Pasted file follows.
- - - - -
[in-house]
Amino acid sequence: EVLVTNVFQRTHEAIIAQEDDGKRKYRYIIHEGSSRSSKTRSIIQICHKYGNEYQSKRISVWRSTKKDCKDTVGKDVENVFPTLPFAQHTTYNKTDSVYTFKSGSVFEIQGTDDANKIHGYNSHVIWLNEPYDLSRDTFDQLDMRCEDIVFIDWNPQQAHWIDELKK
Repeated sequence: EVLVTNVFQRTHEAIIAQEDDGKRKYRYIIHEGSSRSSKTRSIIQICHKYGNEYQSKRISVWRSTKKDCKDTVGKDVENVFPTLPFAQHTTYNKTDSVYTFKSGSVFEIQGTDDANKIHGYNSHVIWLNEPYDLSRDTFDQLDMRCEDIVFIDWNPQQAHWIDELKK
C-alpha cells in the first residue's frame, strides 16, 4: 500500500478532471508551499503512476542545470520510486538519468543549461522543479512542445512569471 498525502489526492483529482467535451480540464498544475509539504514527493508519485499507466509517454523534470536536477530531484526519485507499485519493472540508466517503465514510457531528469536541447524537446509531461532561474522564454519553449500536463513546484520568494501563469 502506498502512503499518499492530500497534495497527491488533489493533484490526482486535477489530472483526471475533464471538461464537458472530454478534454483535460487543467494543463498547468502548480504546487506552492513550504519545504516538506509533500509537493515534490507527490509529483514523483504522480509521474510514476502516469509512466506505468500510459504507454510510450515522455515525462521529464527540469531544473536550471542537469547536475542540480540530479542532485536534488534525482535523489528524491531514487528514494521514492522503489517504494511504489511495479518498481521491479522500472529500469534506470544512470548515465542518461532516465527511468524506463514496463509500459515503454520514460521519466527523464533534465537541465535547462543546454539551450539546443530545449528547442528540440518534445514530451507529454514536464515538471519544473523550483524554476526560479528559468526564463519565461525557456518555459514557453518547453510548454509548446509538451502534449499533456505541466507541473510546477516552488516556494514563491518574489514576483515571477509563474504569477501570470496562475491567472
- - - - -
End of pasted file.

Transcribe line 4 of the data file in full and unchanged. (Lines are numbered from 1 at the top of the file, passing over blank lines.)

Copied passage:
C-alpha cells in the first residue's frame, strides 16, 4: 500500500478532471508551499503512476542545470520510486538519468543549461522543479512542445512569471 498525502489526492483529482467535451480540464498544475509539504514527493508519485499507466509517454523534470536536477530531484526519485507499485519493472540508466517503465514510457531528469536541447524537446509531461532561474522564454519553449500536463513546484520568494501563469 502506498502512503499518499492530500497534495497527491488533489493533484490526482486535477489530472483526471475533464471538461464537458472530454478534454483535460487543467494543463498547468502548480504546487506552492513550504519545504516538506509533500509537493515534490507527490509529483514523483504522480509521474510514476502516469509512466506505468500510459504507454510510450515522455515525462521529464527540469531544473536550471542537469547536475542540480540530479542532485536534488534525482535523489528524491531514487528514494521514492522503489517504494511504489511495479518498481521491479522500472529500469534506470544512470548515465542518461532516465527511468524506463514496463509500459515503454520514460521519466527523464533534465537541465535547462543546454539551450539546443530545449528547442528540440518534445514530451507529454514536464515538471519544473523550483524554476526560479528559468526564463519565461525557456518555459514557453518547453510548454509548446509538451502534449499533456505541466507541473510546477516552488516556494514563491518574489514576483515571477509563474504569477501570470496562475491567472